Monday, 20 February 2012

The Thorax



When looking at a chest X-ray it is important to remember that we are not only looking at the thorax but everything inside it too; the lungs, their markings and anatomy, the heart, boney anatomy (sternum, ribs) and soft tissue anatomy (liver). It is also important to remember that inspiration/expiration on taking a radiograph will have an affect on the appearance of it.

The Respiratory System

We should be able to see the apex/base of the lungs, the trachea and bification of such, the bronchi and the Hilum (the point at which the bronchi, blood vessels, nerves diverge from. Held together by pleura and connective tissue)

Lung markings are due to blood vessels and are important as absence of such can indicate pneumothorax and more prominent markings indicate other pathologies.


The Bronchial Tree - commences at the bification of the trachea (upper border of T5). The Right main bronchus is wider, shorter and more vertical than the left one, this means any foreign bodies may lodge in this one. The left Bronchus passes behind the arch of the aorta and in front of the oseophagus. The bronchi within  each lobe of the lung divide into smaller branches and lobules.

The right lung is separated into three lobes (Superior, medial and inferior lobe) whereas the left is only in two (<5% of people have an extra azygos lobe) Oblique (bottom) fissures and transverse (top) fissures seperate these lobes, fissures are infolding of pleural membrane which protect each lung (alongside the parietal pleura layer) These membranes contain a lubricating fluid (serous fluid) which reduces friction in respiration.  Each lung is further divided into bronchopulmonary segments composed of lobules which are wrapped in elastic connective tissue (Alveoli, Nerves, Lympathic vessels, branches of pulmonary and bronchiole arteries and terminal bronchiole).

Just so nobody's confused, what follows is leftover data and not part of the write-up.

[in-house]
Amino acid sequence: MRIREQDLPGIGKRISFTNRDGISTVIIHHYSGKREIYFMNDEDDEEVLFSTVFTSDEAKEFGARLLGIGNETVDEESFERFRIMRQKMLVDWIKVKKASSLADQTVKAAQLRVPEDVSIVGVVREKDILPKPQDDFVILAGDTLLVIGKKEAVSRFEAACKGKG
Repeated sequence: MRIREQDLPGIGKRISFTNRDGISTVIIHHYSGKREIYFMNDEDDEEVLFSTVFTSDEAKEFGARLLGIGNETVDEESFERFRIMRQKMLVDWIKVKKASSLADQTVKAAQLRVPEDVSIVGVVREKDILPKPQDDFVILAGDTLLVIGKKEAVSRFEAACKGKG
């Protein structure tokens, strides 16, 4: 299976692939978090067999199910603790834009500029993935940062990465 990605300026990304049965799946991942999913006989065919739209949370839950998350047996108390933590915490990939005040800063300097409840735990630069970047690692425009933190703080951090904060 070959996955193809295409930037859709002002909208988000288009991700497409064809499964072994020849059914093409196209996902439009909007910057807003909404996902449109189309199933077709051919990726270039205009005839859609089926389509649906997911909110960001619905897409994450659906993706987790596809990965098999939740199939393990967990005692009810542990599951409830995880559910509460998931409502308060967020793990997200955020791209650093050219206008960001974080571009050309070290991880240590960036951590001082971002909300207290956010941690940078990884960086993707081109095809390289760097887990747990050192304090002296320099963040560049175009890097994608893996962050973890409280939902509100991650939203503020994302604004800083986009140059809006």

The Heart

The heart lay inside the Mediastinum - a collection of tissues between the lungs, it is a broad partition medial to the lungs and extending from sternum and includes all contents of thoracic cavity (minus lungs).

Superior Mediastinum contains Arch of aorta
Anterior Mediastinum contains Right main pulmonary artery, left atrium, left atrial border, inferior vena cava and the right ventricle.
Middle Mediastinum contains Birfurcation of trachea and the main bronchi.
Posterior Mediastinum contains Thoracic part of decending aorta, Oesophagus, thoracic duct and lymph glands.


The ventricles of the heart have difference cardiac muscle thickness depending on how much pressure is generated (the left which supplies the whole body has a much thicker wall). Atria have comparatively little muscle wall as the pressure is a lot less there.

There are two coronary arteries which branch from the ascending aorta: the left divides into ventricular and circumflex branches. The anterior interventricular branch is in the anterior interventricular sulcus and supplies oxygenated blood to the walls of both ventricles. The circumflex lies in the coronary sulcus and distributes oxygenated blood to the walls of the left ventricle and atrium.

The right coronary artery supplies small branches to the right atrium and continues inferiorly to the right auricle dividing into posterior interventricular and marginal branches. The posterior interventricular branch supplies the walls of the two ventricles and septum with oxygenated blood. The marginal branch in the coronary sulcus transports oxygenated blood to the myocardium of the right ventricle.  

The Oseophagus

Extends from the laryngopharynx through mediastinum, diaphragm and to the superior portion of the stomach.
Composed of 4 layers 
  1. Outer areolar layer (elastic fibres - attaches it to surrounding structures)
  2. Muscular coat (muscle fibres - enables swallowing)
  3. Submucous coat (loose areolar tissue - contains vessels, nerves and muscous glands)
  4. Inner mucous coat (stratified squamous epithelium - folded rugae when empty)





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